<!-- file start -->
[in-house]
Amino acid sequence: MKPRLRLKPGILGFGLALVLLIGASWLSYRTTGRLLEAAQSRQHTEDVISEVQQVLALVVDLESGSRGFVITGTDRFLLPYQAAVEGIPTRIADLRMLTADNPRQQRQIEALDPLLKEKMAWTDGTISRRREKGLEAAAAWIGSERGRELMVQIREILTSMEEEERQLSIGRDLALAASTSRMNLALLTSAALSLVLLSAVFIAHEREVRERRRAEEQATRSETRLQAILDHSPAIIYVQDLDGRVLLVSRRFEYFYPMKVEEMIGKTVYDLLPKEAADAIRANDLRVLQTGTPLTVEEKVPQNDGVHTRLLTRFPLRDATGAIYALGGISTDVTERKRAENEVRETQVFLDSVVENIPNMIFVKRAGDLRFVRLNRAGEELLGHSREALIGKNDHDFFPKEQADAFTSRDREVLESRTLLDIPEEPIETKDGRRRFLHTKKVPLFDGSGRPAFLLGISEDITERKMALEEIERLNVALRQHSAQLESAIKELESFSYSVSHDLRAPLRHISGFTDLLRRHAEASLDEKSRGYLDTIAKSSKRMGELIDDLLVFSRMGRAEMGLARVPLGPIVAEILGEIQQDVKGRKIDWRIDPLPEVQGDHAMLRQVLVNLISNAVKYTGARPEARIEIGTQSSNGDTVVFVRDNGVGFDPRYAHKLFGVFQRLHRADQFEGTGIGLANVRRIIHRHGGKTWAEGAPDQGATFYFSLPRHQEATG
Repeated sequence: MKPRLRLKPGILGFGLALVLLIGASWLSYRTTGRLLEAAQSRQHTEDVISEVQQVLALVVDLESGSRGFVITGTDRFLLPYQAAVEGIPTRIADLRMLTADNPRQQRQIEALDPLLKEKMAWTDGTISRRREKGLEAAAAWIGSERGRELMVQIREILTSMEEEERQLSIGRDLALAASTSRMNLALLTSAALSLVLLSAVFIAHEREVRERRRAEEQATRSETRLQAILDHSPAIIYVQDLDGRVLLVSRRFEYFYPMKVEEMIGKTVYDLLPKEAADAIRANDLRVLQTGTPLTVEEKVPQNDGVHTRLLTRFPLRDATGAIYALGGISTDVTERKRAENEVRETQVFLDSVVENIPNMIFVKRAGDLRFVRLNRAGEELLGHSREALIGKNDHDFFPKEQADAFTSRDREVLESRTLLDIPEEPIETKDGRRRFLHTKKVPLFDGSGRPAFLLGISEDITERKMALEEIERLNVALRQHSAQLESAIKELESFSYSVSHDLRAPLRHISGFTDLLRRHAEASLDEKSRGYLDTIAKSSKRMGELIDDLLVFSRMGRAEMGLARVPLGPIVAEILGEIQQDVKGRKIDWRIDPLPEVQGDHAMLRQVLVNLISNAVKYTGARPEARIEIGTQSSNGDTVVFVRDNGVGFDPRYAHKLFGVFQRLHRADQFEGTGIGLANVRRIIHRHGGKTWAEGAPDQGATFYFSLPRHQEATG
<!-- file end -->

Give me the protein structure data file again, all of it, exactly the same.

[in-house]
Amino acid sequence: MKPRLRLKPGILGFGLALVLLIGASWLSYRTTGRLLEAAQSRQHTEDVISEVQQVLALVVDLESGSRGFVITGTDRFLLPYQAAVEGIPTRIADLRMLTADNPRQQRQIEALDPLLKEKMAWTDGTISRRREKGLEAAAAWIGSERGRELMVQIREILTSMEEEERQLSIGRDLALAASTSRMNLALLTSAALSLVLLSAVFIAHEREVRERRRAEEQATRSETRLQAILDHSPAIIYVQDLDGRVLLVSRRFEYFYPMKVEEMIGKTVYDLLPKEAADAIRANDLRVLQTGTPLTVEEKVPQNDGVHTRLLTRFPLRDATGAIYALGGISTDVTERKRAENEVRETQVFLDSVVENIPNMIFVKRAGDLRFVRLNRAGEELLGHSREALIGKNDHDFFPKEQADAFTSRDREVLESRTLLDIPEEPIETKDGRRRFLHTKKVPLFDGSGRPAFLLGISEDITERKMALEEIERLNVALRQHSAQLESAIKELESFSYSVSHDLRAPLRHISGFTDLLRRHAEASLDEKSRGYLDTIAKSSKRMGELIDDLLVFSRMGRAEMGLARVPLGPIVAEILGEIQQDVKGRKIDWRIDPLPEVQGDHAMLRQVLVNLISNAVKYTGARPEARIEIGTQSSNGDTVVFVRDNGVGFDPRYAHKLFGVFQRLHRADQFEGTGIGLANVRRIIHRHGGKTWAEGAPDQGATFYFSLPRHQEATG
Repeated sequence: MKPRLRLKPGILGFGLALVLLIGASWLSYRTTGRLLEAAQSRQHTEDVISEVQQVLALVVDLESGSRGFVITGTDRFLLPYQAAVEGIPTRIADLRMLTADNPRQQRQIEALDPLLKEKMAWTDGTISRRREKGLEAAAAWIGSERGRELMVQIREILTSMEEEERQLSIGRDLALAASTSRMNLALLTSAALSLVLLSAVFIAHEREVRERRRAEEQATRSETRLQAILDHSPAIIYVQDLDGRVLLVSRRFEYFYPMKVEEMIGKTVYDLLPKEAADAIRANDLRVLQTGTPLTVEEKVPQNDGVHTRLLTRFPLRDATGAIYALGGISTDVTERKRAENEVRETQVFLDSVVENIPNMIFVKRAGDLRFVRLNRAGEELLGHSREALIGKNDHDFFPKEQADAFTSRDREVLESRTLLDIPEEPIETKDGRRRFLHTKKVPLFDGSGRPAFLLGISEDITERKMALEEIERLNVALRQHSAQLESAIKELESFSYSVSHDLRAPLRHISGFTDLLRRHAEASLDEKSRGYLDTIAKSSKRMGELIDDLLVFSRMGRAEMGLARVPLGPIVAEILGEIQQDVKGRKIDWRIDPLPEVQGDHAMLRQVLVNLISNAVKYTGARPEARIEIGTQSSNGDTVVFVRDNGVGFDPRYAHKLFGVFQRLHRADQFEGTGIGLANVRRIIHRHGGKTWAEGAPDQGATFYFSLPRHQEATG